Most of you will have heard of Frozen Shoulder; many of you will know someone who has had it and some of you will have had it yourselves. But what actually is a Frozen Shoulder?
It isn’t just a painful shoulder and it isn’t just a shoulder that you can’t move. It is defined as a global loss of passive movement with normal x-rays. And that means that not only can you not move it but your doctor can’t move it for you. The x-ray is absolutely essential and the diagnosis of Frozen Shoulder cannot be made without an x-ray because, especially in the older patient, arthritis is the other cause of a stiff shoulder.
The shoulder is a ball and socket joint surrounded by lots of layers: skin, fat, muscles, ligaments and tendons that hold it together and move it around.
Those are all normal in a Frozen Shoulder, but what isn’t normal is the inside lining of the joint called the capsule. Normally this is thin and stretchy – like Lycra – but in a Frozen Shoulder something upsets it causing it to thicken and lose its elasticity and that causes the pain and loss of movement.
Although not necessarily obvious, there is always a trigger that causes the shoulder to freeze. It doesn’t have to be anything dramatic and may occur weeks or even months before you realise there is something wrong.
The trigger can be more obvious: after surgery on the arm or chest or after a fall. In its early stages a Frozen Shoulder can be a difficult thing to diagnose because the symptoms can be identical to tendonitis – painful when you move it but still moving reasonably well – this is stage one: ‘freezing’. This means that Frozen Shoulder is misdiagnosed three times out of four such that 75% of people who are told they don’t have a Frozen Shoulder actually do and the other way round. Usually by the time you get to see me the condition has progressed and you will be in stage two: ‘frozen’. This is where the shoulder simply doesn’t move. If you lie on the floor and stretch both arms overhead the good hand will hit the carpet but the bad one won’t and if you bend your elbow, tuck it in to your side and try and move the hand out sideways – it won’t go all the way.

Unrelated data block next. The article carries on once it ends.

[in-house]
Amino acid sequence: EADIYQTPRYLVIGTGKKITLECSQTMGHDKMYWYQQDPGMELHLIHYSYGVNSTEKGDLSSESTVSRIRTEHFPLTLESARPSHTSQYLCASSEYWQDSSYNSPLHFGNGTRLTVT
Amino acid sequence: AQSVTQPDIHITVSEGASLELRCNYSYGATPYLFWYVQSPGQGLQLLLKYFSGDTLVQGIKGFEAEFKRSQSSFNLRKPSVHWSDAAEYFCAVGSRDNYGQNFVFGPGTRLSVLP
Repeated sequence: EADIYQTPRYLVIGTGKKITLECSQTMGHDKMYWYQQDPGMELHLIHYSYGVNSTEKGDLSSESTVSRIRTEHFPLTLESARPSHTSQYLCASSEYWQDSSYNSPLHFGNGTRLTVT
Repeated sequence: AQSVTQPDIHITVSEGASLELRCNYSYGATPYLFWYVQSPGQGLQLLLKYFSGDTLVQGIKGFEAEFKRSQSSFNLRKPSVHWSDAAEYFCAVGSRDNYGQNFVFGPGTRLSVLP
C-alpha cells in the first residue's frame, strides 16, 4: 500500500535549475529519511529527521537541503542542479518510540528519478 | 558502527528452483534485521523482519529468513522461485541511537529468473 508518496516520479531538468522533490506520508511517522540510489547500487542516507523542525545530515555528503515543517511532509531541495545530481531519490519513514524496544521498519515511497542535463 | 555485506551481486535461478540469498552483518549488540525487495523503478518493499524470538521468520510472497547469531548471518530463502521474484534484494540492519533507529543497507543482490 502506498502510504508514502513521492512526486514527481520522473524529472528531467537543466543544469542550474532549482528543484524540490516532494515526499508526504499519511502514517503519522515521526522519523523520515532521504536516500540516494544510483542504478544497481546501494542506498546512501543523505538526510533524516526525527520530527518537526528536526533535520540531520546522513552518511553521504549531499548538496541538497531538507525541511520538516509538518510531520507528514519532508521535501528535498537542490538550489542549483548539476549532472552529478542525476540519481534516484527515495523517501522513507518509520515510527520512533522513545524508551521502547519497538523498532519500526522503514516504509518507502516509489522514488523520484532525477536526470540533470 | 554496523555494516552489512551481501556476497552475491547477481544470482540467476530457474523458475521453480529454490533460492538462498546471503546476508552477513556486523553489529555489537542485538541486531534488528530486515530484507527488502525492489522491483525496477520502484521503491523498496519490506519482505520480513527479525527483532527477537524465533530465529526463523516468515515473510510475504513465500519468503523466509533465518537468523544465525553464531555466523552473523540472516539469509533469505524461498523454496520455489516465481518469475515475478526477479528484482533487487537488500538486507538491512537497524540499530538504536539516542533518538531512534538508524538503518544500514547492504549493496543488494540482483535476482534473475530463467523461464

The final stage is ‘defrosting’ where the capsule slowly and steadily recovers and the movement returns to normal or nearly normal. Left to their own devices most Frozen Shoulders get better which, on average, takes about 18 months. Caught in the freezing-up stage then injections of steroid and hydro dilatation to the ball and socket joint might help with the pain. Physiotherapy does not help and can make the condition last longer. If you don’t want to wait then you can have an operation to accelerate the process and you can find details of the procedure and the recovery on my website. About half my patients choose surgery and half opt to let nature take its course – that decision is up to you. Frozen Shoulder is a very common condition which all too often, is misdiagnosed. It will get better by itself, but if you can’t cope with the loss of movement and function then a keyhole operation will get you better quicker.
Mr Richard Sinnerton, FRCS FRCS (Tr & Orth), Consultant Orthopaedic Surgeon